Gershenson, S. (2018). Grade Inflation in High Schools (2005–2016).

An evaluation of the impact of end-of-course exams and ACT-QualityCore on US history instruction in a Kentucky high school

This study evaluated the effect data from end of course exams had on teacher practices in history instruction.  In general, the teachers supported the changes but were reluctant to change their instructional practices.

Mueller, R. G. W., & Colley, L. M. (2015). An evaluation of the impact of end-of-course exams and ACT-QualityCore on US history instruction in a Kentucky high school. The Journal of Social Studies Research. Retrieved from http://www.academia.edu/download/41700187/JSSR.pdf

The district effect: Systemic responses to high stakes accountability policies in six southern states

This study evaluated the effects of high stakes test such as end of course exams at the level of a school district.  Across the six states included in the study  the effects were mixed.  In general the more developed the system was the better the effects but this was not always the case.

Opfer, V. D., Henry, G. T., & Mashburn, A. J. (2008). The district effect: Systemic responses to high stakes accountability policies in six southern states. American Journal of Education, 114(2), 299-332. Retrieved from http://www.darleenopfer.com/File/aje final.pdf

Incorporating End-of-Course Exam Timing Into Educational Performance Evaluations

There is increased interest in extending the test-based evaluation framework in K-12 education to achievement in high school. High school achievement is typically measured by performance on end-of-course exams (EOCs), which test course-specific standards in subjects including algebra, biology, English, geometry, and history, among others. Recent research indicates that when students take particular courses can have important consequences for achievement and subsequent outcomes. The contribution of the present study is to develop an approach for modeling EOC test performance regarding the timing of course.

Parsons, E., Koedel, C., Podgursky, M., Ehlert, M., & Xiang, P. B. (2015). Incorporating end-of-course exam timing into educational performance evaluations. Journal of Research on Educational Effectiveness, 8(1), 130-147.

Highlights from TIMSS and TIMSS Advanced 2015: Mathematics and Science Achievement of U.S. Students in Grades 4 and 8 and in Advanced Courses at the End of High School in an International Context.

The focus of the report is on the performance of U.S. students relative to their peers in other countries on TIMSS and TIMSS Advanced 2015, and, for TIMSS results, on changes in achievement since 2011 and 1995. This report also describes the characteristics of students who participated in the advanced mathematics and physics assessments at the end of high school, and describes the performance of males and females in these subjects. In addition, it includes achievement in Florida, and international benchmarks to provide a way to interpret the scale scores by describing the types of knowledge and skills students demonstrate at different levels along the TIMSS scale.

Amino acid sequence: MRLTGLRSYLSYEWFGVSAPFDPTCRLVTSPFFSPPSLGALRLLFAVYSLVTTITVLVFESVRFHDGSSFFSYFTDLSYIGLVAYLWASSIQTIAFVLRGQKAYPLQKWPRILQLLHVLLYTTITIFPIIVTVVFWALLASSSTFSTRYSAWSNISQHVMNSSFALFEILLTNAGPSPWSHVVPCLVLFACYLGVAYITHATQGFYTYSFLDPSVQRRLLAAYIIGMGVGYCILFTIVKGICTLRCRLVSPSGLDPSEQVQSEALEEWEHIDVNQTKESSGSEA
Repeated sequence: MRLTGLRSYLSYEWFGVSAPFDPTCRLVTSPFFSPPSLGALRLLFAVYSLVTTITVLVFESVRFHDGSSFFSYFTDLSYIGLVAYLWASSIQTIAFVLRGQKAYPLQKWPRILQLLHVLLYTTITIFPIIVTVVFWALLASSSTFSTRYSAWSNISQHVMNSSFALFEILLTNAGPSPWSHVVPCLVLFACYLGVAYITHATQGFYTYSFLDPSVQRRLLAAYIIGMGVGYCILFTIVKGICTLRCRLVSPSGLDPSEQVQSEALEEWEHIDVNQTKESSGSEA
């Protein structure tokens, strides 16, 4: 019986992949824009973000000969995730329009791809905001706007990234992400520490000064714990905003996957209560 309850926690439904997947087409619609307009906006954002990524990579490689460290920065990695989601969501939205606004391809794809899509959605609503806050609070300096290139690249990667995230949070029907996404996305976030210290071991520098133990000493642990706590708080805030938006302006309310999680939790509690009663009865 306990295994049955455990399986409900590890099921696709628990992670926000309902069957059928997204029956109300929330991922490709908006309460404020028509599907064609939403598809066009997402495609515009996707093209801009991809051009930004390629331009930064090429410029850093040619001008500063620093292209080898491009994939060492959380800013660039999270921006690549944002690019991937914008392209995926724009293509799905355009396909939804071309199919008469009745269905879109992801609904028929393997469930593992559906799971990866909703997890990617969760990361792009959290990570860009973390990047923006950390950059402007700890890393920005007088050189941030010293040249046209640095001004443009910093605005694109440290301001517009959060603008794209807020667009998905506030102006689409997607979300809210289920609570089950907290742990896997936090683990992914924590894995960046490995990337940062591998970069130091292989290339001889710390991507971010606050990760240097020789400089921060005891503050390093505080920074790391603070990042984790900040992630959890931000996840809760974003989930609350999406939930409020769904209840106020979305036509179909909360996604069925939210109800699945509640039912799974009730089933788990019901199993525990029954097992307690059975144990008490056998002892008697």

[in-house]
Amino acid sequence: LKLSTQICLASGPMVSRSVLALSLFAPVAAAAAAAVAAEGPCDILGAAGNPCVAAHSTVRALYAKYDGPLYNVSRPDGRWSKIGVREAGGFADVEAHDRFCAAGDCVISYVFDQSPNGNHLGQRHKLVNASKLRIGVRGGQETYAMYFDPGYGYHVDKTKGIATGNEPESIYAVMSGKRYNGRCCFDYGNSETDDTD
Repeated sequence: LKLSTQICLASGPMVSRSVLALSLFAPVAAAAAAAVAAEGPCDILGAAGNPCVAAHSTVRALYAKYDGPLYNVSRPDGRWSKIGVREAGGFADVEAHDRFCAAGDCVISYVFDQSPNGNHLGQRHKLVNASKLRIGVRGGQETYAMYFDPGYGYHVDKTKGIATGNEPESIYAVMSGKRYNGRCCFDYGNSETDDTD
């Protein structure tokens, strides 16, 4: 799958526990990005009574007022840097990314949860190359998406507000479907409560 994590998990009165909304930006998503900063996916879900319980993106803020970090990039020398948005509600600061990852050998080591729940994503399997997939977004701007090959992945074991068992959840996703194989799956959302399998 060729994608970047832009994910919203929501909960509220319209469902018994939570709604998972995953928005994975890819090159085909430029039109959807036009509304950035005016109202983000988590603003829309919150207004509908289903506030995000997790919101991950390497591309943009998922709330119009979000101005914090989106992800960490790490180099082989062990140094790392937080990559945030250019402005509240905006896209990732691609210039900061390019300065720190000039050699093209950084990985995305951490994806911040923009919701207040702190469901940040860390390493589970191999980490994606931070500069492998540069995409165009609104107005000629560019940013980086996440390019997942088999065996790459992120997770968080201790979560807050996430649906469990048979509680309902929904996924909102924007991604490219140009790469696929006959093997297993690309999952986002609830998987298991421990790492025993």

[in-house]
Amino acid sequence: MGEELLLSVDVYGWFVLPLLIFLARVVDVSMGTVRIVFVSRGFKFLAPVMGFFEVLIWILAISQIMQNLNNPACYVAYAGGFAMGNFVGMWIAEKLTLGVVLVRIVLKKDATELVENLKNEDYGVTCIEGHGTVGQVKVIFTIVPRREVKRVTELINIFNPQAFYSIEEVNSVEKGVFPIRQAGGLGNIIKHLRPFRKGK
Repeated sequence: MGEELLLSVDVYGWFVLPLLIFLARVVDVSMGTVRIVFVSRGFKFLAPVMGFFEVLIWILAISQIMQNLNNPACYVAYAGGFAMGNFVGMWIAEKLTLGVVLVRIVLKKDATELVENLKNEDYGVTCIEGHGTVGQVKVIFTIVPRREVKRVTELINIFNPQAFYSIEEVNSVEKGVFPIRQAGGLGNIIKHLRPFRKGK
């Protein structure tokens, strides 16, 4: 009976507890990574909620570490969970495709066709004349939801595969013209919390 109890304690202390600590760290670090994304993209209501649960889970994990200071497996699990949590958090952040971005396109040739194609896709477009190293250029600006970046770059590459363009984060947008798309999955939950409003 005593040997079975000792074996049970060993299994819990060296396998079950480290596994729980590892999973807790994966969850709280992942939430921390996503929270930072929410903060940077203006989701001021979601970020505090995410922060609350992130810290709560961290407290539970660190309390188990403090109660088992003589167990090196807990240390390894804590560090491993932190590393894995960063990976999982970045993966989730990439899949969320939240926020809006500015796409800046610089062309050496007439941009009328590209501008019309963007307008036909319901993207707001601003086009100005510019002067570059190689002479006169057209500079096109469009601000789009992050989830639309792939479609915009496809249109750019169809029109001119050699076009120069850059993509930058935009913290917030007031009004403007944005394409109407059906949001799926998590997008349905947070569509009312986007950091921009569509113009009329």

Provasnik, S., Malley, L., Stephens, M., Landeros, K., Perkins, R., and Tang, J.H. (2016). Highlights From TIMSS and TIMSS Advanced 2015: Mathematics and Science Achievement of U.S. Students in Grades 4 and 8 and in Advanced Courses at the End of High School in an International Context (NCES 2017-002). U.S. Department of Education, National Center for Education Statistics. Washington, DC. Retrieved from http://nces.ed.gov/pubsearch.

Can high stakes testing leverage educational improvement? Prospects from the last decade of testing and accountability reform.

This paper examines the use of high stakes testing such as end of course exams in American education.  The conclusions are that the exams do not produce substantive changes in instructional practices and the information is useful to measure school and system progress but has limited utility for instructional guidance.

Supovitz, J. (2009). Can high stakes testing leverage educational improvement? Prospects from the last decade of testing and accountability reform. Journal of Educational Change, 10(2-3), 211-227.

State High School Exit Exams: A Move toward End-of-Course Exams.

This report updates the status of high school exit exams nationally.  The number of states using end of course exams as part of accountability measures has become more common and data suggest the trend will continue.

Zabala, D., Minnici, A., McMurrer, J., & Briggs, L. (2008). State High School Exit Exams: A Move toward End-of-Course Exams. Center on Education Policy. Retrieved from http://files.eric.ed.gov/fulltext/ED504468.pdf

End-of-Course Exams

This report provides information on states that require students enrolled in courses that have an end-of-course (EOC) exam to take the EOC

Zinth, J. D. (2012). End-of-Course Exams. Education Commission of the States (NJ3).

No items found.

Back to Top